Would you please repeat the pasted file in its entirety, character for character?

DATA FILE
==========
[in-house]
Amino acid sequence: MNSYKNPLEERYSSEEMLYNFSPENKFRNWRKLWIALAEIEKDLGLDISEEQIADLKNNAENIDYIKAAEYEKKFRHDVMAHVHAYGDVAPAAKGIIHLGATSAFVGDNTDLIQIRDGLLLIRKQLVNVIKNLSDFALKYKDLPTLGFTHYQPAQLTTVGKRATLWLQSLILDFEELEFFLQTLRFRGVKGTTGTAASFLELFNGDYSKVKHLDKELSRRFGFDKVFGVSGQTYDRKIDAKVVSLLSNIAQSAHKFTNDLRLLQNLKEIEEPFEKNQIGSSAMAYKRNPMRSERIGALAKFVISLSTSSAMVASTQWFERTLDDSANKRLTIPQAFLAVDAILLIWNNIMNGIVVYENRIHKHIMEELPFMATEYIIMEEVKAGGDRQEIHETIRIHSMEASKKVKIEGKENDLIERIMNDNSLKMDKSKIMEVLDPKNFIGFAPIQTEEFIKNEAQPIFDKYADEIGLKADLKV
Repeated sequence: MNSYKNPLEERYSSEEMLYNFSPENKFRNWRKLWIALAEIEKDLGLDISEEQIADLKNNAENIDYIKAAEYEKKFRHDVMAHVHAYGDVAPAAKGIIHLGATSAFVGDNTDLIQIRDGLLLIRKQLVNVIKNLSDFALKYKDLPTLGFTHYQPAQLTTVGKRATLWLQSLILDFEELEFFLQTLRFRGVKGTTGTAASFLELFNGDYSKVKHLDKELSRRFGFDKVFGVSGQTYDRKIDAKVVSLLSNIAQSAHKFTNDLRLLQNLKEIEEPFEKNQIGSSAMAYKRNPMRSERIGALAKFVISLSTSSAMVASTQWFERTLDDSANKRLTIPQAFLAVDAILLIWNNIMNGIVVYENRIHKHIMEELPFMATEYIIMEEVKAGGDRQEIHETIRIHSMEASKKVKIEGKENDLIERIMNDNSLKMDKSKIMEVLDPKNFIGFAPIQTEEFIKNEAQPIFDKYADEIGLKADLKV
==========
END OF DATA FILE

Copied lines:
[in-house]
Amino acid sequence: MNSYKNPLEERYSSEEMLYNFSPENKFRNWRKLWIALAEIEKDLGLDISEEQIADLKNNAENIDYIKAAEYEKKFRHDVMAHVHAYGDVAPAAKGIIHLGATSAFVGDNTDLIQIRDGLLLIRKQLVNVIKNLSDFALKYKDLPTLGFTHYQPAQLTTVGKRATLWLQSLILDFEELEFFLQTLRFRGVKGTTGTAASFLELFNGDYSKVKHLDKELSRRFGFDKVFGVSGQTYDRKIDAKVVSLLSNIAQSAHKFTNDLRLLQNLKEIEEPFEKNQIGSSAMAYKRNPMRSERIGALAKFVISLSTSSAMVASTQWFERTLDDSANKRLTIPQAFLAVDAILLIWNNIMNGIVVYENRIHKHIMEELPFMATEYIIMEEVKAGGDRQEIHETIRIHSMEASKKVKIEGKENDLIERIMNDNSLKMDKSKIMEVLDPKNFIGFAPIQTEEFIKNEAQPIFDKYADEIGLKADLKV
Repeated sequence: MNSYKNPLEERYSSEEMLYNFSPENKFRNWRKLWIALAEIEKDLGLDISEEQIADLKNNAENIDYIKAAEYEKKFRHDVMAHVHAYGDVAPAAKGIIHLGATSAFVGDNTDLIQIRDGLLLIRKQLVNVIKNLSDFALKYKDLPTLGFTHYQPAQLTTVGKRATLWLQSLILDFEELEFFLQTLRFRGVKGTTGTAASFLELFNGDYSKVKHLDKELSRRFGFDKVFGVSGQTYDRKIDAKVVSLLSNIAQSAHKFTNDLRLLQNLKEIEEPFEKNQIGSSAMAYKRNPMRSERIGALAKFVISLSTSSAMVASTQWFERTLDDSANKRLTIPQAFLAVDAILLIWNNIMNGIVVYENRIHKHIMEELPFMATEYIIMEEVKAGGDRQEIHETIRIHSMEASKKVKIEGKENDLIERIMNDNSLKMDKSKIMEVLDPKNFIGFAPIQTEEFIKNEAQPIFDKYADEIGLKADLKV